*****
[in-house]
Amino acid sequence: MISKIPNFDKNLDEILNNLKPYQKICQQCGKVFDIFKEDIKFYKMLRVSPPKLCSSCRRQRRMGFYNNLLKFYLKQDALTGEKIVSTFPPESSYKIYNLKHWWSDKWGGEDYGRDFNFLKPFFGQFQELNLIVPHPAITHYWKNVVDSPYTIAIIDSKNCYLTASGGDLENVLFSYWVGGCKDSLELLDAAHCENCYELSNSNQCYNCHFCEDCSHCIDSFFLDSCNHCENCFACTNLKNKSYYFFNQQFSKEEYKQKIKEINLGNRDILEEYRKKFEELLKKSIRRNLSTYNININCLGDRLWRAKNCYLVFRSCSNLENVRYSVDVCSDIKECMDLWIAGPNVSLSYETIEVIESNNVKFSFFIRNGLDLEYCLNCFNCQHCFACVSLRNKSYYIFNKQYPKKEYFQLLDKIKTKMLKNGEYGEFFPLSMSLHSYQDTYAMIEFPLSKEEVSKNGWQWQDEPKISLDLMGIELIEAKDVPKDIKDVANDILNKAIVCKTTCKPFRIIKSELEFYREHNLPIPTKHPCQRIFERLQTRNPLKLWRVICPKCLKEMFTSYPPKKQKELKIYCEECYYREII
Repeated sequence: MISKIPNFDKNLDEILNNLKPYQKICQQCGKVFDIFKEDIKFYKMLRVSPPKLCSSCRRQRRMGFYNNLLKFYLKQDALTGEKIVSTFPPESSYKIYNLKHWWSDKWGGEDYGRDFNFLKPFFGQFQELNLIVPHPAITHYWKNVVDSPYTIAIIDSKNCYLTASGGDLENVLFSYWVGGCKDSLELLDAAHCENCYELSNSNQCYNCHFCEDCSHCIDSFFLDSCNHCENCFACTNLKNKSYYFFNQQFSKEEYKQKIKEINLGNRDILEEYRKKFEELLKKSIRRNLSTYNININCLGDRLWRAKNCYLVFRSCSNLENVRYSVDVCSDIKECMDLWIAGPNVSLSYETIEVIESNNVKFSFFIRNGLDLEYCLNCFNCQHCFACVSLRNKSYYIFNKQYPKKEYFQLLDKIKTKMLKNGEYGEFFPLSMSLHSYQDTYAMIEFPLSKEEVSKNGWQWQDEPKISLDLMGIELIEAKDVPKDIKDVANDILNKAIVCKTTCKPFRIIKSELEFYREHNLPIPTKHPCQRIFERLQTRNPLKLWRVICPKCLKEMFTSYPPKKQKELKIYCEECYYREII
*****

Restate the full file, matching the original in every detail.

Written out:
[in-house]
Amino acid sequence: MISKIPNFDKNLDEILNNLKPYQKICQQCGKVFDIFKEDIKFYKMLRVSPPKLCSSCRRQRRMGFYNNLLKFYLKQDALTGEKIVSTFPPESSYKIYNLKHWWSDKWGGEDYGRDFNFLKPFFGQFQELNLIVPHPAITHYWKNVVDSPYTIAIIDSKNCYLTASGGDLENVLFSYWVGGCKDSLELLDAAHCENCYELSNSNQCYNCHFCEDCSHCIDSFFLDSCNHCENCFACTNLKNKSYYFFNQQFSKEEYKQKIKEINLGNRDILEEYRKKFEELLKKSIRRNLSTYNININCLGDRLWRAKNCYLVFRSCSNLENVRYSVDVCSDIKECMDLWIAGPNVSLSYETIEVIESNNVKFSFFIRNGLDLEYCLNCFNCQHCFACVSLRNKSYYIFNKQYPKKEYFQLLDKIKTKMLKNGEYGEFFPLSMSLHSYQDTYAMIEFPLSKEEVSKNGWQWQDEPKISLDLMGIELIEAKDVPKDIKDVANDILNKAIVCKTTCKPFRIIKSELEFYREHNLPIPTKHPCQRIFERLQTRNPLKLWRVICPKCLKEMFTSYPPKKQKELKIYCEECYYREII
Repeated sequence: MISKIPNFDKNLDEILNNLKPYQKICQQCGKVFDIFKEDIKFYKMLRVSPPKLCSSCRRQRRMGFYNNLLKFYLKQDALTGEKIVSTFPPESSYKIYNLKHWWSDKWGGEDYGRDFNFLKPFFGQFQELNLIVPHPAITHYWKNVVDSPYTIAIIDSKNCYLTASGGDLENVLFSYWVGGCKDSLELLDAAHCENCYELSNSNQCYNCHFCEDCSHCIDSFFLDSCNHCENCFACTNLKNKSYYFFNQQFSKEEYKQKIKEINLGNRDILEEYRKKFEELLKKSIRRNLSTYNININCLGDRLWRAKNCYLVFRSCSNLENVRYSVDVCSDIKECMDLWIAGPNVSLSYETIEVIESNNVKFSFFIRNGLDLEYCLNCFNCQHCFACVSLRNKSYYIFNKQYPKKEYFQLLDKIKTKMLKNGEYGEFFPLSMSLHSYQDTYAMIEFPLSKEEVSKNGWQWQDEPKISLDLMGIELIEAKDVPKDIKDVANDILNKAIVCKTTCKPFRIIKSELEFYREHNLPIPTKHPCQRIFERLQTRNPLKLWRVICPKCLKEMFTSYPPKKQKELKIYCEECYYREII